As for Obamacare in general, a new report by the non-partisan Congressional Budget office (CBO) indicates that it will cost the economy nearly 3 million jobs.  On the heels of that report, the White House made another unilateral change to the law.  This time (it’s about the 30th time the White House has changed the law without congressional approval), employers with 51 to 99 employees do not have to offer health insurance or pay a fine until 2016.  That’s another year beyond the deadline which had already been moved to January 1, 2015.  That should largely get the issue out of the media until after the 2014 elections. 


Economic Issues

The condition of the general economy is important to keep an eye on for purposes of advising clients with their tax and financial situations.  There are parallels between the stock market collapse in 1929 and the present stock market trends.  Take a look at the following chart of the Dow Jones Industrial Average that compares the time leading up to the 1929 crash and the last 18 months.  The parallels are worrisome:

I am not sure what you want to do with that information, but at least be aware of it.  Clearly, Fed policy has resulted in an overvalued market and a correction is due.  Just how big the correction will be is the key question.  Another question is how any significant correction would impact your client’s business and planning options.

On the jobs front, the February jobs report was dismal.  While the economy added 113,000 new jobs, that’s less than one-half of the number needed every month for another 3 years for the economy to return to its pre-2009 status.  The labor force participation rate hovers around 60 percent, a level so low that it hasn’t been seen since the late 1970s.  So, while the unemployment rate dropped to 6.6 percent, it did so not because the economy grew, it did so because the labor force continues to shrink.  Additional taxes on work and new incentives to not work won’t help that number.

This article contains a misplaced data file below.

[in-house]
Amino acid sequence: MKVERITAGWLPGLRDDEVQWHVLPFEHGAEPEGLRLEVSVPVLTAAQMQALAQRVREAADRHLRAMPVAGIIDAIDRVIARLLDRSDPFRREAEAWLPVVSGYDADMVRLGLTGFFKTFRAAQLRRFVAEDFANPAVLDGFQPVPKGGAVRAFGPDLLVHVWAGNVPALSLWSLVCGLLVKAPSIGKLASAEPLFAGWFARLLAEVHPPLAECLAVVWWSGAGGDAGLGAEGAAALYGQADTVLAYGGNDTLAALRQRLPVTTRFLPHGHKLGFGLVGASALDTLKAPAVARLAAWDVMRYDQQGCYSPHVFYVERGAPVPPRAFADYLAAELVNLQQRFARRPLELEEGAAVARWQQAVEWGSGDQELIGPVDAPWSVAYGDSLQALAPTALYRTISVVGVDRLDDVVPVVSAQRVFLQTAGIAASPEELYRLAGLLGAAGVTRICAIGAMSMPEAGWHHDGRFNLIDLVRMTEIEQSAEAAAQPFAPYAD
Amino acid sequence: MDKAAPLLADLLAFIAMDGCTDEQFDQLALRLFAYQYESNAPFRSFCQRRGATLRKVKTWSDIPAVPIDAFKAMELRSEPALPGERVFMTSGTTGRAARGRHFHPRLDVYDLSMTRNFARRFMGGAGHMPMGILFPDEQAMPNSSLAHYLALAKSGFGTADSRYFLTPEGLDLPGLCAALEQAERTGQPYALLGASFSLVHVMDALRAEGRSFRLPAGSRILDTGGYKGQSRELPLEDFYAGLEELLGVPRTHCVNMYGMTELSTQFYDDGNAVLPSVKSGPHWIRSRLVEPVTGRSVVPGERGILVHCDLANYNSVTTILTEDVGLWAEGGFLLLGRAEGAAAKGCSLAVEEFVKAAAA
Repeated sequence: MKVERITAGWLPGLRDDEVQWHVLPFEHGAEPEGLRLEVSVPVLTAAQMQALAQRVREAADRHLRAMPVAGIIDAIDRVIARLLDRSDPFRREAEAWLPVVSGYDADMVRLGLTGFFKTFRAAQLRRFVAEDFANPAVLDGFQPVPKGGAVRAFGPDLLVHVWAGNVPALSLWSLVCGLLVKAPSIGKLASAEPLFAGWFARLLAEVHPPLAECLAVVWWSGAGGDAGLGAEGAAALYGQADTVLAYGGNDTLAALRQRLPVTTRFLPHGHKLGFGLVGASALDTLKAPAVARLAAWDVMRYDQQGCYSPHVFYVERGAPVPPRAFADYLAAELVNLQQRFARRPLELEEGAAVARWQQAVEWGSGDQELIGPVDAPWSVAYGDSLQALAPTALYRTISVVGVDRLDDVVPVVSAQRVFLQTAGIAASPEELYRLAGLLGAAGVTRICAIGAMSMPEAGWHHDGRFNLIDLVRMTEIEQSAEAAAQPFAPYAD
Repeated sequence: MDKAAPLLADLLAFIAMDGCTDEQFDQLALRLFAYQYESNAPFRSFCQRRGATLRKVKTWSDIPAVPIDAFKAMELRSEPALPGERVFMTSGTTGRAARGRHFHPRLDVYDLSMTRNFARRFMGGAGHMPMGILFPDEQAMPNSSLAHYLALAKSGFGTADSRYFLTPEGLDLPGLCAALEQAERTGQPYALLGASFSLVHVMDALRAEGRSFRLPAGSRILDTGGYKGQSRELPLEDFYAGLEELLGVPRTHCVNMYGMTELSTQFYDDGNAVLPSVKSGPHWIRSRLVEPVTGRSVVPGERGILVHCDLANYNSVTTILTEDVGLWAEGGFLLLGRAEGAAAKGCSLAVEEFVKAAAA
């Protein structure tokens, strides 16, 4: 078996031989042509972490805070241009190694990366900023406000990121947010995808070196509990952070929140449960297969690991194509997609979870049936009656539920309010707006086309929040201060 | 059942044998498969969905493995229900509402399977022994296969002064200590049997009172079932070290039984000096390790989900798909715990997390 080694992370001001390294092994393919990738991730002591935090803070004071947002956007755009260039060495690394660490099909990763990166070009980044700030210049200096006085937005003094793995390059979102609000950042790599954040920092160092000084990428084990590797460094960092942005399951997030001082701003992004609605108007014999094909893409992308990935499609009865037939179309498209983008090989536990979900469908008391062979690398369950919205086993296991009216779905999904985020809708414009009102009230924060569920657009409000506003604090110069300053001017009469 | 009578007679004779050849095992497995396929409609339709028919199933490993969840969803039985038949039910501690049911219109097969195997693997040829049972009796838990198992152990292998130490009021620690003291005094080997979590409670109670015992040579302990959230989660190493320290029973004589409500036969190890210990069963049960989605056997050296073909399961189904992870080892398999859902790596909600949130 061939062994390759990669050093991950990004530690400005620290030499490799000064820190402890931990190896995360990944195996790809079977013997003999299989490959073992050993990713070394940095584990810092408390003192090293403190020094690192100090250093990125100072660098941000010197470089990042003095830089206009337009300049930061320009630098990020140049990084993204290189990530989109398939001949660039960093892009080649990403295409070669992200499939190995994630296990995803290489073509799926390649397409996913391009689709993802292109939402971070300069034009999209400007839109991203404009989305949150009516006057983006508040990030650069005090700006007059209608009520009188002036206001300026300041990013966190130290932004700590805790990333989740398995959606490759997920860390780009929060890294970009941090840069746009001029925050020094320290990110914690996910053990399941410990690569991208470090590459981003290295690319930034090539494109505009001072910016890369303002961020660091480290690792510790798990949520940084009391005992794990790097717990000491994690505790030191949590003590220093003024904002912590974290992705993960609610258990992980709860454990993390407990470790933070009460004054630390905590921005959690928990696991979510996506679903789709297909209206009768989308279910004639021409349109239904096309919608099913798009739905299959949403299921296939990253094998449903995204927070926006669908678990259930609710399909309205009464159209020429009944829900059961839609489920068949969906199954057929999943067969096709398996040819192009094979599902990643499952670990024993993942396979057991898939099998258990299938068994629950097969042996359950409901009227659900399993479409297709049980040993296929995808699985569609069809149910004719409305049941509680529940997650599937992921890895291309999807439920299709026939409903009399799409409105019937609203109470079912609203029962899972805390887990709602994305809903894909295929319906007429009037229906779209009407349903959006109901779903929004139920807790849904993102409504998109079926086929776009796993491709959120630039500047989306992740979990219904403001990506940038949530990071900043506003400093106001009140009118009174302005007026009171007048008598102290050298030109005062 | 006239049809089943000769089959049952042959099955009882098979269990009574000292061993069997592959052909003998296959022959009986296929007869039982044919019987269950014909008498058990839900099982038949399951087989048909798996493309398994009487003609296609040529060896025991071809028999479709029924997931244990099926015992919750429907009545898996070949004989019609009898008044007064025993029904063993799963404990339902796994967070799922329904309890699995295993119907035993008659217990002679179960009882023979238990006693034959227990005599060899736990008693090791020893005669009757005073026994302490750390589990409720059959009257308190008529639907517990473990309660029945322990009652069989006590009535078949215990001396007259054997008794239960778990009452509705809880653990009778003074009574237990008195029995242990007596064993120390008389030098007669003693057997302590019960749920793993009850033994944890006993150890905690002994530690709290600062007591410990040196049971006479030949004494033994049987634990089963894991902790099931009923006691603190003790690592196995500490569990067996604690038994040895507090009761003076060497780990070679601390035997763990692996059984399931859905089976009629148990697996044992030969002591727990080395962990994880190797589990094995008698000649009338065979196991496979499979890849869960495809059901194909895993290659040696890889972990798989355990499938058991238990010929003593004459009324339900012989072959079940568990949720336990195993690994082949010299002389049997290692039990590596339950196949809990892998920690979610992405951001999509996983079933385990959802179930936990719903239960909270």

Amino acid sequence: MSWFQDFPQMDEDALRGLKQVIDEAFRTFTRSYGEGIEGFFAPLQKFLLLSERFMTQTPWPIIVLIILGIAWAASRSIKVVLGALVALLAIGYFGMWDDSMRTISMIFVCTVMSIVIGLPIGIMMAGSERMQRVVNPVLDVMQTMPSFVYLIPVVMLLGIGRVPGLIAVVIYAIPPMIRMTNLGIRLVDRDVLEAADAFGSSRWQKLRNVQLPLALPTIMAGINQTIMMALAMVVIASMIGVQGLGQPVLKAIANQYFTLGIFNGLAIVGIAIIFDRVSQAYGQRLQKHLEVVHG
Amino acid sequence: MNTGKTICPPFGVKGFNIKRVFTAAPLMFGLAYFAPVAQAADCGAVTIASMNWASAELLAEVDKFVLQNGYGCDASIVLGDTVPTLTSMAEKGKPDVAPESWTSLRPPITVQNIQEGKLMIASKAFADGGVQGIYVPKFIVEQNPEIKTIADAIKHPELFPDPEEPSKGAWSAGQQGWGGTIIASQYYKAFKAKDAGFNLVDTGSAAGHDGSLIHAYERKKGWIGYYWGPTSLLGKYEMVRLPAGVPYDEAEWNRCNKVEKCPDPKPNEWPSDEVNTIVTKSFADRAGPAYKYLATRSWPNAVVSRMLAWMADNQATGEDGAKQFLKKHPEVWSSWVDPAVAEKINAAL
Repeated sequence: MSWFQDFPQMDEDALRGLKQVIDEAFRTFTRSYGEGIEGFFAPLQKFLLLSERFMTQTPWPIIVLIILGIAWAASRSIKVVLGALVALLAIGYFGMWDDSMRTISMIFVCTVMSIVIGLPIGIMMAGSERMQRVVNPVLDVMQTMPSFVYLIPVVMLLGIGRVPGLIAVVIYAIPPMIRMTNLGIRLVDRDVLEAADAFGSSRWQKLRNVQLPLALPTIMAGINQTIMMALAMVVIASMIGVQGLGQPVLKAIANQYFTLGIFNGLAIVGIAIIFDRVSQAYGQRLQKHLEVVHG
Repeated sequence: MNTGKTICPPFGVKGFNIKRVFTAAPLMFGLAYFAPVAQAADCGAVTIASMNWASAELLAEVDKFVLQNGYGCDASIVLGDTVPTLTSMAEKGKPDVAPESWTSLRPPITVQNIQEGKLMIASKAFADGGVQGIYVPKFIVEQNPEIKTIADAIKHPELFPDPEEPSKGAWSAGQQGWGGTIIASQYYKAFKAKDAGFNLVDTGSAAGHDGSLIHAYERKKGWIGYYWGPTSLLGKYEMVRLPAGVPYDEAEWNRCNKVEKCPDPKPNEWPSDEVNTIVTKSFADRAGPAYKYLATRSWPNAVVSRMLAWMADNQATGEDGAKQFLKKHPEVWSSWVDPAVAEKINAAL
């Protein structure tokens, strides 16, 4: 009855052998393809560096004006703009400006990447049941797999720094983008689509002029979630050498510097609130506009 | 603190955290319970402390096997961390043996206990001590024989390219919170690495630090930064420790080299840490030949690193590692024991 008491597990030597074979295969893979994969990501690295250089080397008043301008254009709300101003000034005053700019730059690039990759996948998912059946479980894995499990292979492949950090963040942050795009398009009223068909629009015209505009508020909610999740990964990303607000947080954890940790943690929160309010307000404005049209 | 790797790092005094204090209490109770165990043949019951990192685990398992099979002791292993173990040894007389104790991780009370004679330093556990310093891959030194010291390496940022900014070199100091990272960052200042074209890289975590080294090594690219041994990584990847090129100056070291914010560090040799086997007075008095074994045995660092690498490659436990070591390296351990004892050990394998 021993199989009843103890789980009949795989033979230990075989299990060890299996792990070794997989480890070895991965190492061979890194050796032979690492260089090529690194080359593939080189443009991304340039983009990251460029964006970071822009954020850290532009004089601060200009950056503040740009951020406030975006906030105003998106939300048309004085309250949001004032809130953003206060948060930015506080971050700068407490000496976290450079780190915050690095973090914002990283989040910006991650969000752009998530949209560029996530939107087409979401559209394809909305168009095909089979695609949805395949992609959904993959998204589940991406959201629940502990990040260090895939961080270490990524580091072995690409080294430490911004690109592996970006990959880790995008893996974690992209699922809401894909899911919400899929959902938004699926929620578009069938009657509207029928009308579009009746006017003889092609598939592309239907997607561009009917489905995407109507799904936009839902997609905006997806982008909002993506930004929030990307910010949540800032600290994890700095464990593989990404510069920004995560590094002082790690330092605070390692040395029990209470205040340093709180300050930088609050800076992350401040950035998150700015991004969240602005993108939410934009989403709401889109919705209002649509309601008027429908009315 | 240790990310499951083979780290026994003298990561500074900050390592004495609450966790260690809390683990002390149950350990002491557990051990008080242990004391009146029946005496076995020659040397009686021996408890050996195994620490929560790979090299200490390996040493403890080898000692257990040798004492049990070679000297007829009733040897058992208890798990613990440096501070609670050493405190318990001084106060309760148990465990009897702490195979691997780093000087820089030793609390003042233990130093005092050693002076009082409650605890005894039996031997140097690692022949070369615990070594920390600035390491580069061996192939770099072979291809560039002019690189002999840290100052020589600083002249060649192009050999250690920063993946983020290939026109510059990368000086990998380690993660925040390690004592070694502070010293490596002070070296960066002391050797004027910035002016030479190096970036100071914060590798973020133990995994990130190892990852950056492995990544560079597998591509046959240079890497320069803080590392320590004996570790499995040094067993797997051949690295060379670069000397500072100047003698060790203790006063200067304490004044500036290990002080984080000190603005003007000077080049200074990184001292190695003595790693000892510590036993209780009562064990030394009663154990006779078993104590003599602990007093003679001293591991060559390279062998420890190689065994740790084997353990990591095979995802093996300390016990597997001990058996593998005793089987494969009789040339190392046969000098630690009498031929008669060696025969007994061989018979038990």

Federal Estate Tax

Installment payment of federal estate tax. Earlier this month we posted an article on whether a business restructuring will cause unpaid installment payments of federal estate tax to be accelerated.  The IRS recently issued a Private Letter Ruling on the matter and our article discusses that ruling and numerous other IRS pronouncement on the issue.  Essentially, a business can be restructured and as long as it continues and outside funds are not used, the transaction is simply viewed as a mere change in form and the unpaid installments are not accelerated.
 
Portability election. In late January we posted an annotation on Rev. Proc. 2014-18 involving the IRS's provision of a simplified method for particular estates to get an extended time to make the portability election in the first spouse's estate.  The relief for making a late portability election applies if the decedent died in 2011, 2012 or 2013 and was a U.S. citizen or resident at the time of death.  Also, the decedent' estate must not have been required to file a federal estate tax return and did not file such a return within the nine month deadline (or within an extended timeframe if an extension was involved).  If those requirements are satisfied, the Form 706 can be filed to make the portability election by the end of 2014 and the Rev. Proc. should be noted at the top of the form.

Sponsors

Donate to CALT

As you know, our work at the Center is dependent on the fees generated by seminar registrations and gifts. If you would like to donate to further the Center's efforts, please contact our Program Administrator, Tiffany Kayser at tlkayser@iastate.edu or (515) 294-5217. You can also give online with a credit card. We thank you for your generous support.

CALT does not provide legal advice. Any information provided on this website is not intended to be a substitute for legal services from a competent professional. CALT's work is supported by fee-based seminars and generous private gifts. Any opinions, findings, conclusions or recommendations expressed in the material contained on this website do not necessarily reflect the views of Iowa State University.

RSS​ Facebook Twitter